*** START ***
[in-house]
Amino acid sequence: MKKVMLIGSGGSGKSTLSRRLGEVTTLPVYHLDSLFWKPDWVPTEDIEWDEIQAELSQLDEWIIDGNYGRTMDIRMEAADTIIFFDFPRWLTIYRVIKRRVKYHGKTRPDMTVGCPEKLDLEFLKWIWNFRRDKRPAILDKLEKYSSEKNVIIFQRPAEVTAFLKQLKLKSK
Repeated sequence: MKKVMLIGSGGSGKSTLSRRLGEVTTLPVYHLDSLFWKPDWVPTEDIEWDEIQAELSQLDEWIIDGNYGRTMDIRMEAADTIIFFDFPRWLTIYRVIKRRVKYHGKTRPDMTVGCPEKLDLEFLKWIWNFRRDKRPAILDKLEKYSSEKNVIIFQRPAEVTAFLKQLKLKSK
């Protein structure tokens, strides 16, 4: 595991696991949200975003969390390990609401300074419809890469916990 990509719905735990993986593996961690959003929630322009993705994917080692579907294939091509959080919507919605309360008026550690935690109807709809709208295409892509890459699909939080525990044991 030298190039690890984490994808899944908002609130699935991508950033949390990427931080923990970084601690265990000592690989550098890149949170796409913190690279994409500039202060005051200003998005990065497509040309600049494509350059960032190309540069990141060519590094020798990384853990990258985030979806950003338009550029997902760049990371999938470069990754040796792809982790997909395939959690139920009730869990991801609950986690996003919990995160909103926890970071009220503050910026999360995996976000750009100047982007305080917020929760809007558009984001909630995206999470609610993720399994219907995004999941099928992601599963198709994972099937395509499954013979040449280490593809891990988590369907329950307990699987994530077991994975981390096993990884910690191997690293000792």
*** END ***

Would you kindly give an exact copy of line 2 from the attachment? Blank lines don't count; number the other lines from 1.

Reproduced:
Amino acid sequence: MKKVMLIGSGGSGKSTLSRRLGEVTTLPVYHLDSLFWKPDWVPTEDIEWDEIQAELSQLDEWIIDGNYGRTMDIRMEAADTIIFFDFPRWLTIYRVIKRRVKYHGKTRPDMTVGCPEKLDLEFLKWIWNFRRDKRPAILDKLEKYSSEKNVIIFQRPAEVTAFLKQLKLKSK